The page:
President Bill Clinton worked with House Speaker Newt Gingrich to ensure ADAPs were adequately funded because both leaders understood the Return on Investment (ROI) from a public health perspective. From 1995 to 1999, federal funding for ADAPs fared relatively well, as ADAP funding increased from $51.9 million to $460.6 million. But the last major influx of funds occurred in 2003, when Congress approved an increase of nearly $100 million. Since then, however, ADAPs have been perpetually underfunded at the federal level.

In August 2003, ADAPs were facing a similar funding crisis, albeit not equal to the scale faced today. The ADAP Working Group published its White Paper, "The History and Status of the ADAP Funding Crisis; The Current ADAP Crisis status as of Month #5 of the FY ’03 Funded Program Year," in response to the crisis at the time when there were 509 people living with HIV/AIDS on ADAP waiting lists in 10 states. (1) It summarized ADAP's bellwether status very accurately:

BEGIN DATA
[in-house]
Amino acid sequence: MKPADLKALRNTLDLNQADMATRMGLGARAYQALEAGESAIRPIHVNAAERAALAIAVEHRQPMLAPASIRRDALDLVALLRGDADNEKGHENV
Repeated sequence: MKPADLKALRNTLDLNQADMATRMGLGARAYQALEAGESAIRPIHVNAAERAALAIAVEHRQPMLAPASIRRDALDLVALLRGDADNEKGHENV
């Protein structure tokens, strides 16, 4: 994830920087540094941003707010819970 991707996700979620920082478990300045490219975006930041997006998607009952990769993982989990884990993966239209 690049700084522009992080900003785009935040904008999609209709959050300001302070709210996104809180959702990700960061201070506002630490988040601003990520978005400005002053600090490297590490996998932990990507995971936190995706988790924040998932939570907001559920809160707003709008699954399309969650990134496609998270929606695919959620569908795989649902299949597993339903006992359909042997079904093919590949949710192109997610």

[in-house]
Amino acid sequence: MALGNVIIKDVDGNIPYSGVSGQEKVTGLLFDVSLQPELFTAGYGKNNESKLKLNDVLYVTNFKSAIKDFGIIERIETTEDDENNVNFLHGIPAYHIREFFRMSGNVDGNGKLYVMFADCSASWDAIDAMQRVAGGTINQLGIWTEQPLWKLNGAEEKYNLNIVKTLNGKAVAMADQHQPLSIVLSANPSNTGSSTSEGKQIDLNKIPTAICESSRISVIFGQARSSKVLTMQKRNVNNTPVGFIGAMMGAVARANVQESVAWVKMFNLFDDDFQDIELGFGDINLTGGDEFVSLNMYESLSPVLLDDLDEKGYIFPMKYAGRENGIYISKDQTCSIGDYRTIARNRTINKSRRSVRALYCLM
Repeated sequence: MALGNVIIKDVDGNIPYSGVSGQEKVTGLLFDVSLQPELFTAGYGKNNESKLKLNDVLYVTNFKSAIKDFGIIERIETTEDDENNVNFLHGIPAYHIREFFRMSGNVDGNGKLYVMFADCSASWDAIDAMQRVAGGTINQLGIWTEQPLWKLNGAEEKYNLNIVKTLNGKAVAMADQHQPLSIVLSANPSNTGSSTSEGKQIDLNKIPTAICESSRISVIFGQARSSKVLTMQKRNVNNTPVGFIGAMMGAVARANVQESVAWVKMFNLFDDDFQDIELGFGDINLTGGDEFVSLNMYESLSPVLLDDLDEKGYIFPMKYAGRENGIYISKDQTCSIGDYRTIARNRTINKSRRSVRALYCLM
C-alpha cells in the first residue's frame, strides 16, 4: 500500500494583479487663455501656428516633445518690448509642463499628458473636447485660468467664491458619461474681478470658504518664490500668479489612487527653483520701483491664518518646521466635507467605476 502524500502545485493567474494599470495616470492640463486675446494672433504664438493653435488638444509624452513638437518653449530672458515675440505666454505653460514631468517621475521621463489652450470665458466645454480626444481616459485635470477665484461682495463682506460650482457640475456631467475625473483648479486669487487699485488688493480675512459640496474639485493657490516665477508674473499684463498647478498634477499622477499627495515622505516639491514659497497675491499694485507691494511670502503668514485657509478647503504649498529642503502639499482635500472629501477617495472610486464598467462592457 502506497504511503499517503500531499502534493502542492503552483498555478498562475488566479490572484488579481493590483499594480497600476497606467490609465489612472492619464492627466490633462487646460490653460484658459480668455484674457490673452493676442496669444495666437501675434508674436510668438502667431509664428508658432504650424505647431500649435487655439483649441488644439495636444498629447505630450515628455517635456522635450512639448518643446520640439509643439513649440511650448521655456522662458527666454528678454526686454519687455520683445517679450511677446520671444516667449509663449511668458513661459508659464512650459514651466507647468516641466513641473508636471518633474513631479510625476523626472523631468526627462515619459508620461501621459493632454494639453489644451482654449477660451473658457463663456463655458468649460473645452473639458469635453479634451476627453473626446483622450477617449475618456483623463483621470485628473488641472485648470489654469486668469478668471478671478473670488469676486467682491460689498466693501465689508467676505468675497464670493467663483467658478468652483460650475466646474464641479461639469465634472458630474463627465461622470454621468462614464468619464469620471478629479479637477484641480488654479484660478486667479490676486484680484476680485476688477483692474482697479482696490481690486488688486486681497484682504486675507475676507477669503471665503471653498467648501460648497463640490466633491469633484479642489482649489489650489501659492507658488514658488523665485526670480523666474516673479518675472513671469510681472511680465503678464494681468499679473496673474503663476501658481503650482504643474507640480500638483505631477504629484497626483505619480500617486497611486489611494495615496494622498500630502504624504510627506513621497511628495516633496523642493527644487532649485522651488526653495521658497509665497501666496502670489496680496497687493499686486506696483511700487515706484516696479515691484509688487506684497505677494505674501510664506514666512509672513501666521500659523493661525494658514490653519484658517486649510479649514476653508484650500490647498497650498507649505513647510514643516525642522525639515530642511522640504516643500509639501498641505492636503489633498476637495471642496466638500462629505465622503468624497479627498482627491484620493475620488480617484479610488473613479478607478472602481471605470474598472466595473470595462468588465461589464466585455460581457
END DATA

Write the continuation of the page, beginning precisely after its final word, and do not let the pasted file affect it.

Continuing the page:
"ADAP was generally well funded from FY ’96 through FY ’00 with active and open bi-partisan Congressional support. ADAP related crises did occur but tended to be a function of new programs, rapid scale up, State level resource needs, or local health care delivery issues. Underfunding on a serious nationwide federal level started in FY ’01 and continues." (2)

Fast forward to 2011, when ADAP waiting lists and other cost containment strategies are at record high levels. In fact, historically nothing compares to the crisis facing the nearly 10,000 people living with HIV/AIDS being adversely impacted by the ongoing ADAP crisis. During the last "major" ADAP crisis, ADAP waiting lists only pushed the upward levels of 1,400+ on waiting lists. Now, there are just shy of 9,000 on waiting lists, approximately another 1,000 kicked off the program (via eligibility changes) and states like Ohio are toying with medical criteria, which was once taboo.